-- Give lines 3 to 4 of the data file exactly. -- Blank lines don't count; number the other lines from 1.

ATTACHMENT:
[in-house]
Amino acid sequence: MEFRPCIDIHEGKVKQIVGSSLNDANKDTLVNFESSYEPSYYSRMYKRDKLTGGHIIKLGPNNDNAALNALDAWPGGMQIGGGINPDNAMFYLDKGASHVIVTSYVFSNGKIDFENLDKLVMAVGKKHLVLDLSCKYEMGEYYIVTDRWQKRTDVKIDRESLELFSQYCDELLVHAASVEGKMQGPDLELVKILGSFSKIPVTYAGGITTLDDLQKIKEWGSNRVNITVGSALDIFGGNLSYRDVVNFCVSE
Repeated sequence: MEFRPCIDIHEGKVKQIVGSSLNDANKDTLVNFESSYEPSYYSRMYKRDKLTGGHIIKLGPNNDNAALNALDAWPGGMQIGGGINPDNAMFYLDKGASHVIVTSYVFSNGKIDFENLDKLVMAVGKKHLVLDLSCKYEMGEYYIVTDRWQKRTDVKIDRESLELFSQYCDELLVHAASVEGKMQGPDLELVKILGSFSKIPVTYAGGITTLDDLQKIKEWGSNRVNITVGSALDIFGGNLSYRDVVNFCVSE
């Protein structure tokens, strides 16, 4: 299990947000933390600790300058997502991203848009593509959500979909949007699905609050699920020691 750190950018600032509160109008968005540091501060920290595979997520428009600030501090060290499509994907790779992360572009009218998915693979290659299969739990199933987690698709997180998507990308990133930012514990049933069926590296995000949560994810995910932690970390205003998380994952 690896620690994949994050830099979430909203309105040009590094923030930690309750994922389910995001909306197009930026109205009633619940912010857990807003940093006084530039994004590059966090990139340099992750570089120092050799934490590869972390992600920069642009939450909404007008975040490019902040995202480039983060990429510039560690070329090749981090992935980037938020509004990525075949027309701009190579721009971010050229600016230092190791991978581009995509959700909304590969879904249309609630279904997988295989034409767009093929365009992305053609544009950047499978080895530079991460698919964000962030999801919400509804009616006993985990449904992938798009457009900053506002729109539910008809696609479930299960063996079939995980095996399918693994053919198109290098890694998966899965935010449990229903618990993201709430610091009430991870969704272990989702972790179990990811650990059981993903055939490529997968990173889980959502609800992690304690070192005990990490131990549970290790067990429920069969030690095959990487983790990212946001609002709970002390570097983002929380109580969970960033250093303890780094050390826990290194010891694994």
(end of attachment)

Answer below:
Repeated sequence: MEFRPCIDIHEGKVKQIVGSSLNDANKDTLVNFESSYEPSYYSRMYKRDKLTGGHIIKLGPNNDNAALNALDAWPGGMQIGGGINPDNAMFYLDKGASHVIVTSYVFSNGKIDFENLDKLVMAVGKKHLVLDLSCKYEMGEYYIVTDRWQKRTDVKIDRESLELFSQYCDELLVHAASVEGKMQGPDLELVKILGSFSKIPVTYAGGITTLDDLQKIKEWGSNRVNITVGSALDIFGGNLSYRDVVNFCVSE
């Protein structure tokens, strides 16, 4: 299990947000933390600790300058997502991203848009593509959500979909949007699905609050699920020691 750190950018600032509160109008968005540091501060920290595979997520428009600030501090060290499509994907790779992360572009009218998915693979290659299969739990199933987690698709997180998507990308990133930012514990049933069926590296995000949560994810995910932690970390205003998380994952 690896620690994949994050830099979430909203309105040009590094923030930690309750994922389910995001909306197009930026109205009633619940912010857990807003940093006084530039994004590059966090990139340099992750570089120092050799934490590869972390992600920069642009939450909404007008975040490019902040995202480039983060990429510039560690070329090749981090992935980037938020509004990525075949027309701009190579721009971010050229600016230092190791991978581009995509959700909304590969879904249309609630279904997988295989034409767009093929365009992305053609544009950047499978080895530079991460698919964000962030999801919400509804009616006993985990449904992938798009457009900053506002729109539910008809696609479930299960063996079939995980095996399918693994053919198109290098890694998966899965935010449990229903618990993201709430610091009430991870969704272990989702972790179990990811650990059981993903055939490529997968990173889980959502609800992690304690070192005990990490131990549970290790067990429920069969030690095959990487983790990212946001609002709970002390570097983002929380109580969970960033250093303890780094050390826990290194010891694994």